Plenty of research has suggested that owning a dog can be beneficial to health. Two new studies now add to the existing evidence, finding an association between dog ownership and a significantly lower death risk following a stroke or heart attack.
“The findings in these two well-done studies and analyses build upon prior studies and the conclusions of the 2013 [American Heart Association] scientific statement ‘Pet Ownership and Cardiovascular Risk‘ — that dog ownership is associated with reductions in factors that contribute to cardiac risk and to cardiovascular events,” says Dr. Glenn Levine, chair of the writing group that authored this scientific statement.
“Further, these two studies provide good, quality data indicating [that] dog ownership is associated with reduced cardiac and all-cause mortality,” Dr. Levine, who was not involved in this research, adds.
“While these non-randomized studies cannot ‘prove’ that adopting or owning a dog directly leads to reduced mortality, these robust findings are certainly at least suggestive of this.”
Dr. Glenn Levine
Previous research has suggested that people who live with dogs appear to have a much lower risk of both cardiovascular and all-cause mortality, compared with individuals who do not count dogs among their family members.
The results of both studies appear in the journal Circulation: Cardiovascular Quality and Outcomes.
The first study — conducted by researchers from Uppsala University and the Swedish University of Agricultural Sciences, both in Uppsala, Sweden — used the Swedish National Patient Register to identify individuals aged 40–85 who had experienced either a heart attack or an ischemic stroke between 2001 and 2012.
In total, this amounted to 344,272 individuals, of whom 186, 421 had experienced a heart attack and 157,851 a stroke within this period. To find out how many of these people owned dogs, the researchers consulted Swedish Board of Agriculture and Swedish Kennel Club records.
The researchers found that in this cohort, people who owned dogs had better health prospects than those who did not.
Specifically, people who had experienced a heart attack between 2001 and 2012 and who owned a dog had a 33% lower risk of death after hospitalization if they otherwise lived alone and a 15% lower death risk if they owned a dog and lived with a partner or child.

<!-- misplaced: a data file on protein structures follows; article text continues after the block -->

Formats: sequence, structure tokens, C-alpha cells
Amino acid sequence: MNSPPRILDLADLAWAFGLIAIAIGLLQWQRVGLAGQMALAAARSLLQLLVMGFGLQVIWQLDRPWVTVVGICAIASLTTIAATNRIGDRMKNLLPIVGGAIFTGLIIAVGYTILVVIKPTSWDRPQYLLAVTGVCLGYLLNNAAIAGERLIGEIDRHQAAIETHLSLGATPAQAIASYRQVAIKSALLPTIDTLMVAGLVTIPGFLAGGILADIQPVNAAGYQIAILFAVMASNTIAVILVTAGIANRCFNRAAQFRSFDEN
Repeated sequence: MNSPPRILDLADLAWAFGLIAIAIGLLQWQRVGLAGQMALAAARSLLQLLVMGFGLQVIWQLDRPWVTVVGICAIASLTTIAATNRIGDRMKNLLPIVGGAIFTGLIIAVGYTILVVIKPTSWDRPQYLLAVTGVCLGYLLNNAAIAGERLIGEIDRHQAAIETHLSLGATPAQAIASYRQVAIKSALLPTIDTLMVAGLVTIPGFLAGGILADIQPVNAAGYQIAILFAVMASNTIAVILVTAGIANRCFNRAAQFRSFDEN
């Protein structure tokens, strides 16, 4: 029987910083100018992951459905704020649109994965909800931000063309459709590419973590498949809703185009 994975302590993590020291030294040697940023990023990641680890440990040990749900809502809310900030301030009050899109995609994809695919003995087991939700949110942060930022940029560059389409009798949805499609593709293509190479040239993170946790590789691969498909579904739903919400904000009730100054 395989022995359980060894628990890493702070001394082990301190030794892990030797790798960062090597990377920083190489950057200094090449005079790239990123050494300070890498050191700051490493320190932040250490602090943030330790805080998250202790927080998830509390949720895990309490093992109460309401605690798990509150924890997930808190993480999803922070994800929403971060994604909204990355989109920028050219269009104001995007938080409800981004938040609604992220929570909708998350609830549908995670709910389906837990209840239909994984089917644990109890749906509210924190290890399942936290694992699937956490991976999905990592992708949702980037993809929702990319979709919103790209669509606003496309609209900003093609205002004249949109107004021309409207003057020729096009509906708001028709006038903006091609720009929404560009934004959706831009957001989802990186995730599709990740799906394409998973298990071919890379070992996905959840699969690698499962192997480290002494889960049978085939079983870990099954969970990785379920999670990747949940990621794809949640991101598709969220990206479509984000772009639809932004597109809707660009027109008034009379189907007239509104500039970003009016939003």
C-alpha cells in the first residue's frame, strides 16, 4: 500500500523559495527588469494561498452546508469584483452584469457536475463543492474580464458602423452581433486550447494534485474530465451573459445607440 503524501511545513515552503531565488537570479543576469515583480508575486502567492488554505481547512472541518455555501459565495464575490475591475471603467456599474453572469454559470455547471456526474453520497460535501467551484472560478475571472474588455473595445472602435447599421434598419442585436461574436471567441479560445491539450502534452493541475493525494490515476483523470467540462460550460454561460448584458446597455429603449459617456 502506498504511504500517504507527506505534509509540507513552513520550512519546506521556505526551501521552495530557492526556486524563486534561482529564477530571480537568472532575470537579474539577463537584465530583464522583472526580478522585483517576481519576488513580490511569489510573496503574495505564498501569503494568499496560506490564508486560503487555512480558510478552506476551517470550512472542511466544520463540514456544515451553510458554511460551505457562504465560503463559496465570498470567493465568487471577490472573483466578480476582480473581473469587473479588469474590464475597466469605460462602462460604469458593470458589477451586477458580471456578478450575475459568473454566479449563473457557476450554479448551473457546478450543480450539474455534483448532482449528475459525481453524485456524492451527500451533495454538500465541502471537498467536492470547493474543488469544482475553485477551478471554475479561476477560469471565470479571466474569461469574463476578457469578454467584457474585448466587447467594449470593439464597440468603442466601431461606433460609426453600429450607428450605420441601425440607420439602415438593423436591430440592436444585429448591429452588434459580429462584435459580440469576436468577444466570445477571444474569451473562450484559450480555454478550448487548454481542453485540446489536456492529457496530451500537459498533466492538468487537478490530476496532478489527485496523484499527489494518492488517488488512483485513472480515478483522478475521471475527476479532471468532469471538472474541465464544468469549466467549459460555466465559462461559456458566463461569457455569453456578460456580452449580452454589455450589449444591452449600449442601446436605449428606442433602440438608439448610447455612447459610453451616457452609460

As for people who had experienced a stroke and owned a dog, if they otherwise lived alone after hospitalization, they had a 27% lower risk of death, and if they also lived with a partner or a child, they had a 12% lower risk of death.
The researchers believe that the decrease in death risk for dog owners could be explained by the fact that having a dog forces people to become more physically active.
Dogs also help people feel less lonely and experience fewer negative moods, which may contribute to better overall health.
“We know that social isolation is a strong risk factor for worse health outcomes and premature death,” says Prof. Tove Fall, who co-authored this study.
“Previous studies have indicated that dog owners experience less social isolation and have more interaction with other people. Furthermore, keeping a dog is a good motivation for physical activity, which is an important factor in rehabilitation and mental health,” Prof. Fall explains.
While their results are based on data from a very large cohort, the researchers admit that certain factors may have skewed the findings. Some of these factors the researchers were unable to verify, such as shared ownership of a dog, loss of a dog, or a change of ownership.
Still, “The results of this study suggest positive effects of dog ownership for patients who have experienced a heart attack or stroke,” Prof. Fall notes. “However, more research is needed to confirm a causal relationship and [give] recommendations about prescribing dogs for prevention,” she adds.
She also cautions that these results are not meant to motivate people to buy or adopt dogs as “medicine” without considering what owning a dog really entails.
“Moreover, from an animal welfare perspective, dogs should only be acquired by people who feel they have the capacity and knowledge to give the pet a good life,” Prof. Tove emphasizes.
The second study comes from Mount Sinai Hospital, in Toronto, Canada, and it is a systematic review and meta-analysis of 10 studies, collectively featuring data from 3,837,005 people.
Of these studies, nine compared all-cause mortality outcomes for people who did or did not own dogs, and four looked specifically at cardiovascular health outcomes in these demographics.
This review also found that people who own dogs have better health outcomes, compared with those who do not. Dog owners, the review authors note, have a 24% lower risk of all-cause mortality, a 65% lower risk of death after a heart attack, and a 31% lower risk of death from cardiovascular causes.
“As such,” she adds, “the findings that people who owned dogs lived longer and their risk for cardiovascular death was also lower are somewhat expected.”
At the same time, the researcher points out that she and her team were unable to account for some confounding factors, including “better fitness or an overall healthier lifestyle that could be associated with dog ownership.”
“The results, however, were very positive,” she maintains. “The next step on this topic would be an interventional study to evaluate cardiovascular outcomes after adopting a dog and the social and psychological benefits of dog ownership,” Dr. Kramer suggests.